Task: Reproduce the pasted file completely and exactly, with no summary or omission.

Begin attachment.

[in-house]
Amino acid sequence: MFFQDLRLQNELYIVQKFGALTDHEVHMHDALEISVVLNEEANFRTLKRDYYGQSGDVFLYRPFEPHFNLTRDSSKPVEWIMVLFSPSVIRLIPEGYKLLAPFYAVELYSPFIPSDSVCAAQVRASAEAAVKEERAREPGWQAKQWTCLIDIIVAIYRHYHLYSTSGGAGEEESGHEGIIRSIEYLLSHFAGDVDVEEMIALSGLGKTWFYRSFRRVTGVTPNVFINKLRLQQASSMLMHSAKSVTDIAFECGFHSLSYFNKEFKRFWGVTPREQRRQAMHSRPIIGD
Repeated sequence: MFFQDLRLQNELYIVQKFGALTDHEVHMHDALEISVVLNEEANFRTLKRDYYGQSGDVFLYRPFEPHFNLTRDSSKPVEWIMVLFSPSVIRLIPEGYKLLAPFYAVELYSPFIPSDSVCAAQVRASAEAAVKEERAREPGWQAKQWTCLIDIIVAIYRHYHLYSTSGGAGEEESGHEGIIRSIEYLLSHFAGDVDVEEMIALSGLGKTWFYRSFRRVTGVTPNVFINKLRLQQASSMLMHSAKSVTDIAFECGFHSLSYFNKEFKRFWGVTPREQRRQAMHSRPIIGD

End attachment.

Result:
[in-house]
Amino acid sequence: MFFQDLRLQNELYIVQKFGALTDHEVHMHDALEISVVLNEEANFRTLKRDYYGQSGDVFLYRPFEPHFNLTRDSSKPVEWIMVLFSPSVIRLIPEGYKLLAPFYAVELYSPFIPSDSVCAAQVRASAEAAVKEERAREPGWQAKQWTCLIDIIVAIYRHYHLYSTSGGAGEEESGHEGIIRSIEYLLSHFAGDVDVEEMIALSGLGKTWFYRSFRRVTGVTPNVFINKLRLQQASSMLMHSAKSVTDIAFECGFHSLSYFNKEFKRFWGVTPREQRRQAMHSRPIIGD
Repeated sequence: MFFQDLRLQNELYIVQKFGALTDHEVHMHDALEISVVLNEEANFRTLKRDYYGQSGDVFLYRPFEPHFNLTRDSSKPVEWIMVLFSPSVIRLIPEGYKLLAPFYAVELYSPFIPSDSVCAAQVRASAEAAVKEERAREPGWQAKQWTCLIDIIVAIYRHYHLYSTSGGAGEEESGHEGIIRSIEYLLSHFAGDVDVEEMIALSGLGKTWFYRSFRRVTGVTPNVFINKLRLQQASSMLMHSAKSVTDIAFECGFHSLSYFNKEFKRFWGVTPREQRRQAMHSRPIIGD